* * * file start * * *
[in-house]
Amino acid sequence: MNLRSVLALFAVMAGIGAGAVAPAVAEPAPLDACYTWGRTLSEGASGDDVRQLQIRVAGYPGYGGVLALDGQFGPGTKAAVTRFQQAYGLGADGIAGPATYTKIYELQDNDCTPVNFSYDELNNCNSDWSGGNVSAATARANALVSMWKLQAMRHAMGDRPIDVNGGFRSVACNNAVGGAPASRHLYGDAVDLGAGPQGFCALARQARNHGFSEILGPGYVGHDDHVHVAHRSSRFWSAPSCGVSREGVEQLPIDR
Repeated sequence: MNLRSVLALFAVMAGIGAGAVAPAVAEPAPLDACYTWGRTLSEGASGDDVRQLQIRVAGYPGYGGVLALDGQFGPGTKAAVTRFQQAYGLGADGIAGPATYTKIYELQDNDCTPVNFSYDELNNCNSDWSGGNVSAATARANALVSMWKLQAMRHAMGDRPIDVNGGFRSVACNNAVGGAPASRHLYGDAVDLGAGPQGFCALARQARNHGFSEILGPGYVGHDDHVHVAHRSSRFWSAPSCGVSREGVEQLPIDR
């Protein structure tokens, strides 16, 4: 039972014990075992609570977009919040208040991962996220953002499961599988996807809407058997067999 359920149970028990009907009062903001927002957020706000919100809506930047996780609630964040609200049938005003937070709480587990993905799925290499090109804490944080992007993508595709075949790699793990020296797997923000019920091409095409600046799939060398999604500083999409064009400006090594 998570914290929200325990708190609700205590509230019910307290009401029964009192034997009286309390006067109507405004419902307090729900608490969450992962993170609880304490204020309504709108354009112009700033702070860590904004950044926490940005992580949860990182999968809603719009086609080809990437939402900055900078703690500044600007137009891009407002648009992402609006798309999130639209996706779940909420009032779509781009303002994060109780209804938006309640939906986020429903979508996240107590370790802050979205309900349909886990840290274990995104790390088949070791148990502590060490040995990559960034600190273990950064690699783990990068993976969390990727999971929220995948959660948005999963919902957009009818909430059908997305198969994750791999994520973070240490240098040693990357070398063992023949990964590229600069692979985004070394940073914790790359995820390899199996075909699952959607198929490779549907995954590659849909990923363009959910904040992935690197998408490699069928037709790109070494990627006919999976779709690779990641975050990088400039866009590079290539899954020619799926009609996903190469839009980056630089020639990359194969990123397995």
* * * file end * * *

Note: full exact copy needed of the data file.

[in-house]
Amino acid sequence: MNLRSVLALFAVMAGIGAGAVAPAVAEPAPLDACYTWGRTLSEGASGDDVRQLQIRVAGYPGYGGVLALDGQFGPGTKAAVTRFQQAYGLGADGIAGPATYTKIYELQDNDCTPVNFSYDELNNCNSDWSGGNVSAATARANALVSMWKLQAMRHAMGDRPIDVNGGFRSVACNNAVGGAPASRHLYGDAVDLGAGPQGFCALARQARNHGFSEILGPGYVGHDDHVHVAHRSSRFWSAPSCGVSREGVEQLPIDR
Repeated sequence: MNLRSVLALFAVMAGIGAGAVAPAVAEPAPLDACYTWGRTLSEGASGDDVRQLQIRVAGYPGYGGVLALDGQFGPGTKAAVTRFQQAYGLGADGIAGPATYTKIYELQDNDCTPVNFSYDELNNCNSDWSGGNVSAATARANALVSMWKLQAMRHAMGDRPIDVNGGFRSVACNNAVGGAPASRHLYGDAVDLGAGPQGFCALARQARNHGFSEILGPGYVGHDDHVHVAHRSSRFWSAPSCGVSREGVEQLPIDR
């Protein structure tokens, strides 16, 4: 039972014990075992609570977009919040208040991962996220953002499961599988996807809407058997067999 359920149970028990009907009062903001927002957020706000919100809506930047996780609630964040609200049938005003937070709480587990993905799925290499090109804490944080992007993508595709075949790699793990020296797997923000019920091409095409600046799939060398999604500083999409064009400006090594 998570914290929200325990708190609700205590509230019910307290009401029964009192034997009286309390006067109507405004419902307090729900608490969450992962993170609880304490204020309504709108354009112009700033702070860590904004950044926490940005992580949860990182999968809603719009086609080809990437939402900055900078703690500044600007137009891009407002648009992402609006798309999130639209996706779940909420009032779509781009303002994060109780209804938006309640939906986020429903979508996240107590370790802050979205309900349909886990840290274990995104790390088949070791148990502590060490040995990559960034600190273990950064690699783990990068993976969390990727999971929220995948959660948005999963919902957009009818909430059908997305198969994750791999994520973070240490240098040693990357070398063992023949990964590229600069692979985004070394940073914790790359995820390899199996075909699952959607198929490779549907995954590659849909990923363009959910904040992935690197998408490699069928037709790109070494990627006919999976779709690779990641975050990088400039866009590079290539899954020619799926009609996903190469839009980056630089020639990359194969990123397995």